Report

The Belt and Road Initiative Looks East

October 24th 2018 - 11:09

In the beginning of 2018, the People’s Republic of China formally invited countries in Latin America and the Caribbean to join its Belt and Road initiative (BRI). Created in 2013, the BRI has mainly be seen as an endeavor to secure steady supplies of raw materials, principally from Africa and the Middle East, and to tie the economic fates of its Asian neighbors to that of China. The big question: why would China want to include the Caribbean and South Pacific in the BRI? As neither region is highly promising in terms of critical raw materials, speculation about Chinese engagement has focused on geopolitical motives.

HCSS’ latest report, ‘The Belt and Road Initiative Looks East,’ aims to understand the consequences of China’s dealings with the nations in the Caribbean and the South Pacific, and offers recommendations to the Netherlands and its strategic partners on how to respond to these developments.

In both regions, the Chinese engage in large-scale infrastructure projects, including building highways, hospitals and schools but also government buildings and presidential palaces. As is the case with BRI and related projects elsewhere, China’s economic inroads also have geopolitical consequences, and affects good governance at the local level. In the Caribbean, Beijing benefits from the strategic neglect on the part of the United States, which traditionally considered the Caribbean as its own backyard. In the South Pacific, China has shown actual interest in establishing permanent military bases, while countries in the region could face pressure to facilitate this because of their sizeable external debt to China.

The most important policy recommendations for the Netherlands and its partners include advice on how to help the islands’ societies to become more resilient to Chinese influence, economically, socially, and politically. This can be done by offering alternatives for Chinese loans and investments, including through supporting existing regional organizations; supporting good governance in the region through civil society; empowering local media outlets; teaming up with like minded countries who have interests in the region; and, when opportune, to reach out to China in seeking to make it a responsible security partner both in the Caribbean and in the South Pacific.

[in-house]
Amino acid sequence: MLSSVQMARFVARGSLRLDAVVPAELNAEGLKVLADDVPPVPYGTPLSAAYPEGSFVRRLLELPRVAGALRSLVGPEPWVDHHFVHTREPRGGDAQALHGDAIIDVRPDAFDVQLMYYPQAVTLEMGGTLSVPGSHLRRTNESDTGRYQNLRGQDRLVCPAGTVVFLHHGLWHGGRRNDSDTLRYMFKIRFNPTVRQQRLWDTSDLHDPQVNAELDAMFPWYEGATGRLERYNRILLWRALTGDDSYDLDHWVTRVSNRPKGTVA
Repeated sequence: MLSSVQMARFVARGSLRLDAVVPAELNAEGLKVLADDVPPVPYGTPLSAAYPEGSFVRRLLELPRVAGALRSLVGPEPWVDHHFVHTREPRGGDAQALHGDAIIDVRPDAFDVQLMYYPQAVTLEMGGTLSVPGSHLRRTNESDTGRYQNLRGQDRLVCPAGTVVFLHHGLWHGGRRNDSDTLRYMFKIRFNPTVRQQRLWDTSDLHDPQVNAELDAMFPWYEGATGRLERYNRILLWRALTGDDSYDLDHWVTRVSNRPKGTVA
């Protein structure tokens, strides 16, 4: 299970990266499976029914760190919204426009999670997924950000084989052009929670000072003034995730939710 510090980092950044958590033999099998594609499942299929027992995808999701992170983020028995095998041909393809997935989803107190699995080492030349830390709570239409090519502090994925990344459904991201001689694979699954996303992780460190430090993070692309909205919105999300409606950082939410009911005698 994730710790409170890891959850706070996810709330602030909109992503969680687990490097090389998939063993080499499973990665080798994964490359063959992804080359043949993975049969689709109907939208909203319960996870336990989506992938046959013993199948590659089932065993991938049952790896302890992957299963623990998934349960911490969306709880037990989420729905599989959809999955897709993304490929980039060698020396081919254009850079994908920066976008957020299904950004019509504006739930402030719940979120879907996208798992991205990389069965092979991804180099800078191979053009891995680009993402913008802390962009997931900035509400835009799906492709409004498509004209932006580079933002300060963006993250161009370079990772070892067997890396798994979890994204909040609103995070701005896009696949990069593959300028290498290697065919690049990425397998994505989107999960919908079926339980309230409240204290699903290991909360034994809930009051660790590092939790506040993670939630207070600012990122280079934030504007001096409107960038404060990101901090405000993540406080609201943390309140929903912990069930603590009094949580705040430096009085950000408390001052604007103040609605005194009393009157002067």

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Willem Oosterveld is a Strategic Analyst at HCSS. He holds degrees in political science, law and history, having studied in Amsterdam, Leiden, Paris, New York and Harvard. A former Fulbright scholar, he earned a PhD in the history of international law from the Graduate Institute of International and Development Studies in Geneva. 
Katarina Kertysova is a strategic analyst at HCSS. She holds a degree in International Relations and French from the University of St Andrews, after which she pursued security studies at Sciences Po Paris and the Moscow State Institute of International Relations (MGIMO).  
Commander Eric Wilms started his military career in 1988 as a Weapon Engineering Midshipman at the Royal Netherlands Naval Institute in Den Helder. After graduation in 1992, he studied at Delft Technical University. During the first years of his operational career, he sailed on board of various frigates as a (Deputy) Weapon Engineering Officer. Commander Wilms then became Project Manager for various (International) Naval Procurement Programs (Sonar, Datalinks, Command and Control Systems and Guided Weapons) at the Naval Materiel Directorate (later merging into the Joint Defense Materiel Organization).